VH1 Goes Trashy-to-Classy Through Black Folks

By Jorge Rivas Apr 09, 2010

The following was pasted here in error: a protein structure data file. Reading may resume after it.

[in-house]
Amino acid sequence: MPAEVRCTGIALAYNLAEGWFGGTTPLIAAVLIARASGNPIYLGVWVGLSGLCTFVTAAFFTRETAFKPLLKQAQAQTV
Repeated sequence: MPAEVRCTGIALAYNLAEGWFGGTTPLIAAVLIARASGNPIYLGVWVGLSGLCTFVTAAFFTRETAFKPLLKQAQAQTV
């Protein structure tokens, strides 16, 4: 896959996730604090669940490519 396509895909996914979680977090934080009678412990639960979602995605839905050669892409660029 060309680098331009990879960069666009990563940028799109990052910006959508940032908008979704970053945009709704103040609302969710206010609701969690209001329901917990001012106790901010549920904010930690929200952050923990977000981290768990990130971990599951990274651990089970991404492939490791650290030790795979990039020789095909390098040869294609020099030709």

VH1, the network that brought us Flavor of Love and I Love New York — two of the trashiest reality shows in the history of television — is movin’ on up to programming that includes more classy Black folks. Not entirely classy, but way more classy than their most recent shows featuring casts of color. At one point in time VH1 targeted a slightly older demographic than its sister channel MTV and presented more serious programming like Behind the Music, a documentary style show that looked at the successes of musicians and the problems they faced. They even ran an advocacy campaign to keep music programs in schools but somewhere along in the early 2000s VH1 became MTV’s trashy sister. Fast forward to 2006 and we saw Flavor of Love which followed Public Enemy’s Flavor Fav’s search for love. In Flavor of Love, 20 single women with names like Bunz, Grayve and New York would get to compete contest like blindfold scratch-n-sniff tests and win dates to Red Lobster. Once Flavor of Love became one of VH1’s most popular shows they took the concept and ran with it. For several seasons the network would pick the most over the top Black characters from the show and would give them their own spin off show with titles like I Love Money, I Love New York and Real Chance of Love. Apparently viewers are no longer interested in watching "ghetto" characters on reality TV because VH1 is now going classier. VH1’s new show line up for next season includes a "docu-drama series" called Basketball Wives, which follows basketball "wives/exes/fiances." VH1 also created another spin off of Flavor of Love called What Chilli Wants which follows Rozonda Thomas (better known as Chilli from the hip-hop group TLC) and her search for love. VH1 executive vice president Jeff Olde told the Associated Press that they’re constantly evolving their shows to tell different stories. “I love that we’ve been able to get more diverse with our audience by — in large part — attracting African-American women to the network. We got them in the door with some shows, and now I’m excited about where we’re going and how we’re telling them different kinds of stories.’’ But don’t get your hopes up. The new shows deal with a much more affluent set of women of color but drinks and punches still fly in every direction along with many of the same old Hollywood stereotypes of people of color.